When John puts on his uniform and takes to the streets of East Sussex, he has no idea what the reaction will be. In just one week, two of his civil enforcement colleagues needed hospital attention after being attacked by members of the public.
You’d be forgiven for thinking incidents like these were rare. In the last year alone there were 40 incidents including 8 physical assaults, 15 verbal attacks and 13 cases of a member of the public making threats.
“I know it’s not me, it’s the uniform,” John told Your East Sussex. “But you do worry when you go out and you dread it when you hear someone calling out to you.
“Luckily most of the time it’s someone asking a question or wanting directions.”
In 22 of the incidents last year, and the two recent attacks, police had to be called, while colleagues had to provide urgent help in 18 other cases.
“We have a good team; we are always there to support each other.” John said. He has suffered many verbal attacks, has been driven at, surrounded by friends of an angry driver and hit.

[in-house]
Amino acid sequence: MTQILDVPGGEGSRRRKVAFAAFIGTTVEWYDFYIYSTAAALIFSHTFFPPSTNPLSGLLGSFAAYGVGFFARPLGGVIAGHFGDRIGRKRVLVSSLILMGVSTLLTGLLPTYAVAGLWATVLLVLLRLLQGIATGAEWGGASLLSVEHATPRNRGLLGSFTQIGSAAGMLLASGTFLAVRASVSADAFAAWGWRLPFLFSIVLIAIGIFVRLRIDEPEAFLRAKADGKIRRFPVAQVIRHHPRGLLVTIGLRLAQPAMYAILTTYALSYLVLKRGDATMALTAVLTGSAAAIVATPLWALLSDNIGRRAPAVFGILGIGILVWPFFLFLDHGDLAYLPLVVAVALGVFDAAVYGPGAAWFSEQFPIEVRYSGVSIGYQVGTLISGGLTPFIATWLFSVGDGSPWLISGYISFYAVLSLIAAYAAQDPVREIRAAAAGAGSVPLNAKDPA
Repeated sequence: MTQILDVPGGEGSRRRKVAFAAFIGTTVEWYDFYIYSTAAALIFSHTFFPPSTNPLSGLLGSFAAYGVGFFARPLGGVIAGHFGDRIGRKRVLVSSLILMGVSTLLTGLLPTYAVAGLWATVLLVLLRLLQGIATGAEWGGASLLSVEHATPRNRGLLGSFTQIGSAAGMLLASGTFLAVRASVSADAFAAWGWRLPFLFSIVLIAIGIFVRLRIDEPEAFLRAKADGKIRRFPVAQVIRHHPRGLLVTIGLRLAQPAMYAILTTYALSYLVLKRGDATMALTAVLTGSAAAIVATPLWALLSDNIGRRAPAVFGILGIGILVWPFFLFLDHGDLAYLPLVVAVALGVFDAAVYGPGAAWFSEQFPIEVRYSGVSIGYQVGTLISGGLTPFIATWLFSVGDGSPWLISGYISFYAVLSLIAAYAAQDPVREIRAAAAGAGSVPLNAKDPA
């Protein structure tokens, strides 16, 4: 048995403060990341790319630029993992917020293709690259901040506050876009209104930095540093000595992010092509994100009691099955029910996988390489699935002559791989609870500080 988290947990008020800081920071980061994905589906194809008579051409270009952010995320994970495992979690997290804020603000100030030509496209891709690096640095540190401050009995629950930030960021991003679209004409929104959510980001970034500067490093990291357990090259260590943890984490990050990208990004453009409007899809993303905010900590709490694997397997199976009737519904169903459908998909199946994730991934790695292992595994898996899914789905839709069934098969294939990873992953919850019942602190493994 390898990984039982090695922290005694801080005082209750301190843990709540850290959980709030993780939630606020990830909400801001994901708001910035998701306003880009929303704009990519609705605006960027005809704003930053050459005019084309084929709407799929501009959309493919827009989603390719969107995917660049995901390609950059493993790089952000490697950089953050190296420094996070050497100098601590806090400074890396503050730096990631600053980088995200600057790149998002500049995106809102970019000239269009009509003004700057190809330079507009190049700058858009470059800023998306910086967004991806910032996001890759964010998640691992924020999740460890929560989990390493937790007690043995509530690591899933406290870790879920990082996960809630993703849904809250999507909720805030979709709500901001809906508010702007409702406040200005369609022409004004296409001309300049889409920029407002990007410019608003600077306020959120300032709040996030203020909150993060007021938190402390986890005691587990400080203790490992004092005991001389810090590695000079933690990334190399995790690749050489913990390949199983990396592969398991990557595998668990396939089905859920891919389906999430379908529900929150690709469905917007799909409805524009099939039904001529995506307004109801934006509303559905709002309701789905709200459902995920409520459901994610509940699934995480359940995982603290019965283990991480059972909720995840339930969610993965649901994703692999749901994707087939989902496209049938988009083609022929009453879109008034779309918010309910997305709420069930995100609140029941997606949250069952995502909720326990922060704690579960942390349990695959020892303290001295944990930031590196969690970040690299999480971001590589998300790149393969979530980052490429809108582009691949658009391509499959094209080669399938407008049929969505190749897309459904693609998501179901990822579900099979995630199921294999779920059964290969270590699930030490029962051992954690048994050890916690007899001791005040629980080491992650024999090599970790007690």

Civil Enforcement Officers are employed to enforce parking restrictions in the Eastbourne and Hastings boroughs and the Lewes and Rother districts.
Keeping traffic flowing
As well as keeping traffic flowing by keeping roads clear, ensuring people park safely and sensibly prevents emergency vehicles from being slowed down by parked cars.
John said: “We will always give people a chance to move and give them alternative places where they can park.
“We don’t want confrontation; we just want to keep traffic flowing.
“A lot of people think we have a quota. We hear that a lot but there is no quota – if you park where you shouldn’t and don’t move, you’ll get a ticket.”
But despite the approach of John and his colleagues, they still face regular abuse and put their own safety on the line every time they step out onto the streets.